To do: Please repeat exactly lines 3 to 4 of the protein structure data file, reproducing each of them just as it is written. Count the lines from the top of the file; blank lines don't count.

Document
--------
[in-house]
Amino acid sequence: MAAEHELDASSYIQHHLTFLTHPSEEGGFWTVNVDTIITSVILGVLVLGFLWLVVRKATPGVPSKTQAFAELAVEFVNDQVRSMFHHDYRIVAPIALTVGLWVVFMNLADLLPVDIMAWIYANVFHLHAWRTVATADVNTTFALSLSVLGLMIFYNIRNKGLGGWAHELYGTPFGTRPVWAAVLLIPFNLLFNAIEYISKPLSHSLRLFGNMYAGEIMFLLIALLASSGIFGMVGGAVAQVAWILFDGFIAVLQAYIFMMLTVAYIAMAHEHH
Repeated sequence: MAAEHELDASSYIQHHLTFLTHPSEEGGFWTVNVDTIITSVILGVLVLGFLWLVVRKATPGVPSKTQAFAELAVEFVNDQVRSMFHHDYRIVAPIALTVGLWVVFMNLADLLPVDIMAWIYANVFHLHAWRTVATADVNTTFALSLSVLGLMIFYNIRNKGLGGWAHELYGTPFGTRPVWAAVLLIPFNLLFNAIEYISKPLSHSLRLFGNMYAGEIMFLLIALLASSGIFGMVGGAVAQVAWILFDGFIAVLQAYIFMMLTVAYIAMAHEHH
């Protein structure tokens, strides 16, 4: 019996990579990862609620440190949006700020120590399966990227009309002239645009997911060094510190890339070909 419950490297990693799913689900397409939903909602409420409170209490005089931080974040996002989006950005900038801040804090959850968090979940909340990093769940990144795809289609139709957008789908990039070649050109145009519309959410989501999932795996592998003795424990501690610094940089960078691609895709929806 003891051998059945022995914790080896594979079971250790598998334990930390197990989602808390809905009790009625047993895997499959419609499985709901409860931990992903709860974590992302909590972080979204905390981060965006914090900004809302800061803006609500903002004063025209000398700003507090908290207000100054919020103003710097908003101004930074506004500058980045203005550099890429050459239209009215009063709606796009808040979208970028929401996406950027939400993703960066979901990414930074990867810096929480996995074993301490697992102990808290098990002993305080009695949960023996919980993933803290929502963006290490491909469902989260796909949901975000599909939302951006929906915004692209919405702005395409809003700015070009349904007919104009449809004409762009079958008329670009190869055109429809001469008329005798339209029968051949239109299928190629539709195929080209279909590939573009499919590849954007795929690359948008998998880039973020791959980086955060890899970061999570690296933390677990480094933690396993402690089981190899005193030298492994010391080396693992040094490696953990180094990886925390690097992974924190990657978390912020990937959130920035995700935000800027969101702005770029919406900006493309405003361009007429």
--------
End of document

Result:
Repeated sequence: MAAEHELDASSYIQHHLTFLTHPSEEGGFWTVNVDTIITSVILGVLVLGFLWLVVRKATPGVPSKTQAFAELAVEFVNDQVRSMFHHDYRIVAPIALTVGLWVVFMNLADLLPVDIMAWIYANVFHLHAWRTVATADVNTTFALSLSVLGLMIFYNIRNKGLGGWAHELYGTPFGTRPVWAAVLLIPFNLLFNAIEYISKPLSHSLRLFGNMYAGEIMFLLIALLASSGIFGMVGGAVAQVAWILFDGFIAVLQAYIFMMLTVAYIAMAHEHH
């Protein structure tokens, strides 16, 4: 019996990579990862609620440190949006700020120590399966990227009309002239645009997911060094510190890339070909 419950490297990693799913689900397409939903909602409420409170209490005089931080974040996002989006950005900038801040804090959850968090979940909340990093769940990144795809289609139709957008789908990039070649050109145009519309959410989501999932795996592998003795424990501690610094940089960078691609895709929806 003891051998059945022995914790080896594979079971250790598998334990930390197990989602808390809905009790009625047993895997499959419609499985709901409860931990992903709860974590992302909590972080979204905390981060965006914090900004809302800061803006609500903002004063025209000398700003507090908290207000100054919020103003710097908003101004930074506004500058980045203005550099890429050459239209009215009063709606796009808040979208970028929401996406950027939400993703960066979901990414930074990867810096929480996995074993301490697992102990808290098990002993305080009695949960023996919980993933803290929502963006290490491909469902989260796909949901975000599909939302951006929906915004692209919405702005395409809003700015070009349904007919104009449809004409762009079958008329670009190869055109429809001469008329005798339209029968051949239109299928190629539709195929080209279909590939573009499919590849954007795929690359948008998998880039973020791959980086955060890899970061999570690296933390677990480094933690396993402690089981190899005193030298492994010391080396693992040094490696953990180094990886925390690097992974924190990657978390912020990937959130920035995700935000800027969101702005770029919406900006493309405003361009007429």